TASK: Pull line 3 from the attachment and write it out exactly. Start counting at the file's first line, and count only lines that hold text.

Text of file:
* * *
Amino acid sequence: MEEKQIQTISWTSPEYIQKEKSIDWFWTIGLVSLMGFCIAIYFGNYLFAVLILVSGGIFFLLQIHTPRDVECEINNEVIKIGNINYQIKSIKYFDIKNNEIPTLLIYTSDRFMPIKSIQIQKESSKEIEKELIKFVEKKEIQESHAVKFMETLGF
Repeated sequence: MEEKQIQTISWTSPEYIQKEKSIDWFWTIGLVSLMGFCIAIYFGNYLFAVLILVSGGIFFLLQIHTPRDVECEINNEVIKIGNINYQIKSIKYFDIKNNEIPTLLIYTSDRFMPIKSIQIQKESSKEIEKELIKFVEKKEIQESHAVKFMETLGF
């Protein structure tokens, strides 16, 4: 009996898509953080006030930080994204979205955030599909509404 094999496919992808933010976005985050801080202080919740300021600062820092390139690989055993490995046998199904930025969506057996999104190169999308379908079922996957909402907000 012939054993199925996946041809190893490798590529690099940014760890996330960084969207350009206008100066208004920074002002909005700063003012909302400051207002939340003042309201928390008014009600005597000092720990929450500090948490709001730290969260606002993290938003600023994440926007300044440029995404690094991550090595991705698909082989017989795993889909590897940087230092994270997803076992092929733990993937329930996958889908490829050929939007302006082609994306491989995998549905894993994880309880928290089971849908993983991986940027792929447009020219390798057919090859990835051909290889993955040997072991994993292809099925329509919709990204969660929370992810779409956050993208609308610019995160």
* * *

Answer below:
């Protein structure tokens, strides 16, 4: 009996898509953080006030930080994204979205955030599909509404 094999496919992808933010976005985050801080202080919740300021600062820092390139690989055993490995046998199904930025969506057996999104190169999308379908079922996957909402907000 012939054993199925996946041809190893490798590529690099940014760890996330960084969207350009206008100066208004920074002002909005700063003012909302400051207002939340003042309201928390008014009600005597000092720990929450500090948490709001730290969260606002993290938003600023994440926007300044440029995404690094991550090595991705698909082989017989795993889909590897940087230092994270997803076992092929733990993937329930996958889908490829050929939007302006082609994306491989995998549905894993994880309880928290089971849908993983991986940027792929447009020219390798057919090859990835051909290889993955040997072991994993292809099925329509919709990204969660929370992810779409956050993208609308610019995160």